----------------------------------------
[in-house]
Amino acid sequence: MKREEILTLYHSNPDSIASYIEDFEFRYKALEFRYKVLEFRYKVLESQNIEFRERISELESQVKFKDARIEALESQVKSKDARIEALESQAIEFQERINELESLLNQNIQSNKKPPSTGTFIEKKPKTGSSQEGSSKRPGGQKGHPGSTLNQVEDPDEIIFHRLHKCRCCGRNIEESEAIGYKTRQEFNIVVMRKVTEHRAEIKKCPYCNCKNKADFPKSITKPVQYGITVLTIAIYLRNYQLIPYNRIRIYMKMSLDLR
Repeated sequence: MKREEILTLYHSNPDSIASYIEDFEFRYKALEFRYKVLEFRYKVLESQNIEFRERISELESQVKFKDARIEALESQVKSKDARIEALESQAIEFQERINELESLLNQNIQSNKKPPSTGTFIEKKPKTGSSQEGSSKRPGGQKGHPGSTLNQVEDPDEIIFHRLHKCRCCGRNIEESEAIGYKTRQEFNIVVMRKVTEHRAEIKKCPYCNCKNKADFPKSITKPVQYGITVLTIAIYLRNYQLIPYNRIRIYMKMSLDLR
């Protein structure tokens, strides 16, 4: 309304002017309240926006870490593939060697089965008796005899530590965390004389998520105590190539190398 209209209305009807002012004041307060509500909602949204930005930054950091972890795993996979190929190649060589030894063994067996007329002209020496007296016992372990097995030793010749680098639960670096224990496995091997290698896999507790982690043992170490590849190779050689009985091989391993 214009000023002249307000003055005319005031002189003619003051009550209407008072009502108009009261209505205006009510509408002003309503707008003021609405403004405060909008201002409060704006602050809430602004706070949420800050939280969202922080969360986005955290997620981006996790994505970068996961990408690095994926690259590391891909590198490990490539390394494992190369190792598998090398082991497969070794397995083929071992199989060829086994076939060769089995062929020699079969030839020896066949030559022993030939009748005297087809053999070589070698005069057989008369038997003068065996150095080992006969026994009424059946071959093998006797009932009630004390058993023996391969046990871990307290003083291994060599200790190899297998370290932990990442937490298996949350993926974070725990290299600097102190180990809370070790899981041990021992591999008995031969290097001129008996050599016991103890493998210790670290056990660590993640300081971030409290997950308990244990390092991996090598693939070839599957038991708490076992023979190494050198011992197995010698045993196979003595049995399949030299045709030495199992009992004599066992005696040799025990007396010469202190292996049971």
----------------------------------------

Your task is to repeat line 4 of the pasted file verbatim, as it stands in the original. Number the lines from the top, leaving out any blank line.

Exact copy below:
């Protein structure tokens, strides 16, 4: 309304002017309240926006870490593939060697089965008796005899530590965390004389998520105590190539190398 209209209305009807002012004041307060509500909602949204930005930054950091972890795993996979190929190649060589030894063994067996007329002209020496007296016992372990097995030793010749680098639960670096224990496995091997290698896999507790982690043992170490590849190779050689009985091989391993 214009000023002249307000003055005319005031002189003619003051009550209407008072009502108009009261209505205006009510509408002003309503707008003021609405403004405060909008201002409060704006602050809430602004706070949420800050939280969202922080969360986005955290997620981006996790994505970068996961990408690095994926690259590391891909590198490990490539390394494992190369190792598998090398082991497969070794397995083929071992199989060829086994076939060769089995062929020699079969030839020896066949030559022993030939009748005297087809053999070589070698005069057989008369038997003068065996150095080992006969026994009424059946071959093998006797009932009630004390058993023996391969046990871990307290003083291994060599200790190899297998370290932990990442937490298996949350993926974070725990290299600097102190180990809370070790899981041990021992591999008995031969290097001129008996050599016991103890493998210790670290056990660590993640300081971030409290997950308990244990390092991996090598693939070839599957038991708490076992023979190494050198011992197995010698045993196979003595049995399949030299045709030495199992009992004599066992005696040799025990007396010469202190292996049971």